Slow Shopping

Screen Shot 2015-04-30 at 13.16.51One topic that was addressed in our recitation after the lecture by Faustine Steinmetz was our personal experience with shopping.   Some of my fellow classmates stated that they prefer to use the Internet and buy their clothing online. I, however, feel like shopping is an act that should be done physically. As the interaction with the materials and the process of picking out clothing through touching it and trying it on is a quintessential aspect of the activity of consuming.

Faustine stated in her talk that her aim was to re-create the bond between consumer and the clothing. She herself shops and collects clothes in the same manner—seeing each garment as an element that becomes important to you and should result in happiness over frustration. Therefore, I understand Faustine’s lack of social media and e-commerce development. Each of her pieces takes days to weeks to create, and, moreover, she said that she wanted to educate her consumers on the process and history of each piece of clothing. By having to shop in person, the process of consuming is slowed down. Time to appreciate the effort and quality of her product is allowed. If Faustine’s jeans and purses were available to purchase with a single click, would that conflict with the underlying message of her brand?

Each individual consumes clothes differently, as observed in our recitation. Some chose online stores to avoid the congestion or the fitting room, while some enjoy the leisurely practice of shopping. This debate is relatable to Veblen Thorstein’s Idea of the Leisure Class—if those with more money have the time to shop whenever and for an unlimited amount of time, it would make sense that Faustine, the creator of luxury denim, would prefer physical stores and retailers over e-commerce. While there is absolutely nothing wrong with online shopping, I feel like Faustine’s niche market is a consumer who has the time and resources to leisurely shop.  These shoppers are going to buy just a few pieces at a time (versus shopping via the Internet allows for an intangible connection to what you are buying and the lack of realization of the amount).  Shopping becomes an activity, a memory. And it seemed to me that that connection with the clothing was what she wanted for her products.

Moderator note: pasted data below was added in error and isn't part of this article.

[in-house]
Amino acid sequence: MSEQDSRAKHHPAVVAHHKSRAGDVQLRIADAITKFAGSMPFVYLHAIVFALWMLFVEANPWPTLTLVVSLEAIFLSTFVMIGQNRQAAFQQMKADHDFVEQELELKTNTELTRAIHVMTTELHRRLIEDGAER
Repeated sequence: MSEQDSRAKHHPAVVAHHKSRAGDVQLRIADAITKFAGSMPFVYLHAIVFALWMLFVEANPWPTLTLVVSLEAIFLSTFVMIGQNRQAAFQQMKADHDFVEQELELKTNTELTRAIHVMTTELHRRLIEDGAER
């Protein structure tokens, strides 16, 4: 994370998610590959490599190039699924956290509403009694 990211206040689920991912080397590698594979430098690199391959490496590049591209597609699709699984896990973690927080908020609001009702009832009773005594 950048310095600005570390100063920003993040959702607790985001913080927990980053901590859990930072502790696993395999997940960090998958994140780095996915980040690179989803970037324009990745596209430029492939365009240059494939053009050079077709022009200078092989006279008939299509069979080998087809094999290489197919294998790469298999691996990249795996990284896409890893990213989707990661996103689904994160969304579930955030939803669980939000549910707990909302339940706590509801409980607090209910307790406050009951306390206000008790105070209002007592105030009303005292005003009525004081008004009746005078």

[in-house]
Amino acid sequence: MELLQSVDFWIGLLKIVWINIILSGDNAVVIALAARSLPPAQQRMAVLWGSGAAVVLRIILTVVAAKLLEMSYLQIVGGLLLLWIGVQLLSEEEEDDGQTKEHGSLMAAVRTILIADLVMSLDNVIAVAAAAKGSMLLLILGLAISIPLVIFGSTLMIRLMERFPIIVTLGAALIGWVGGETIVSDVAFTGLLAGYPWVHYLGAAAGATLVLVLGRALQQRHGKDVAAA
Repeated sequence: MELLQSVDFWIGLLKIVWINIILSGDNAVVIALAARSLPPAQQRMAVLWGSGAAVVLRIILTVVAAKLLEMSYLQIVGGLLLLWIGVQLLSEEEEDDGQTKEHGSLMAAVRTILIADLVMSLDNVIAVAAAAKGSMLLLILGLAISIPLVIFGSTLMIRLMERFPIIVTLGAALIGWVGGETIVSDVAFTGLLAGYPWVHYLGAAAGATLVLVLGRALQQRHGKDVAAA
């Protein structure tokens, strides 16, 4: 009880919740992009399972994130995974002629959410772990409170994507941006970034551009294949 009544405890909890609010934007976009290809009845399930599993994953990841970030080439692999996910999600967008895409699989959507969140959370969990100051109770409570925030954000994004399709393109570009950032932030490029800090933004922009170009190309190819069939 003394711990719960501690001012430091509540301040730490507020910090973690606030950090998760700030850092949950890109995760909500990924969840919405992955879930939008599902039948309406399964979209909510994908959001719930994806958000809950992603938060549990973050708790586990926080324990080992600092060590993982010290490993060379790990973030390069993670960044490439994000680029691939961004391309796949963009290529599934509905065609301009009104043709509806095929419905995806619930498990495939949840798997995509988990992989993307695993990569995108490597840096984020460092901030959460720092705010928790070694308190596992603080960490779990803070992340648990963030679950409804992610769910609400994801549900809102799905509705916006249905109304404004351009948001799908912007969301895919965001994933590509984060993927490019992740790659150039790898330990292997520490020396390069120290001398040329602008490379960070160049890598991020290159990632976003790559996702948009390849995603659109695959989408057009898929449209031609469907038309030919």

One response to “Slow Shopping

  1. Following up the question with which you closed your second paragraph, I believe the answer is “no”. I don’t think that online transactions are inherently cold and completely automatic. There are immense possibilities to foster close relationship to garments and responsible consumer patterns through the Internet. And I believe that our reaction to Wednesday lecture is a proof of that. None of us had ever had these garments in front of us, we had never touched them, but our response to the objects was of astonishment and admiration. The great dichotomy between the physical and the digital, I would suggest, is not longer so relevant. Nowadays, identities are fluidly constructed and negotiated between both spheres. Even Faustine, when describing her shopping experience, that sometimes had her chasing garments for years, describes how she uses Ebay to find objects that are not longer available anywhere else. The Internet doesn’t have to be inherently fast and chaotic. It is, ultimately, what we make of it.

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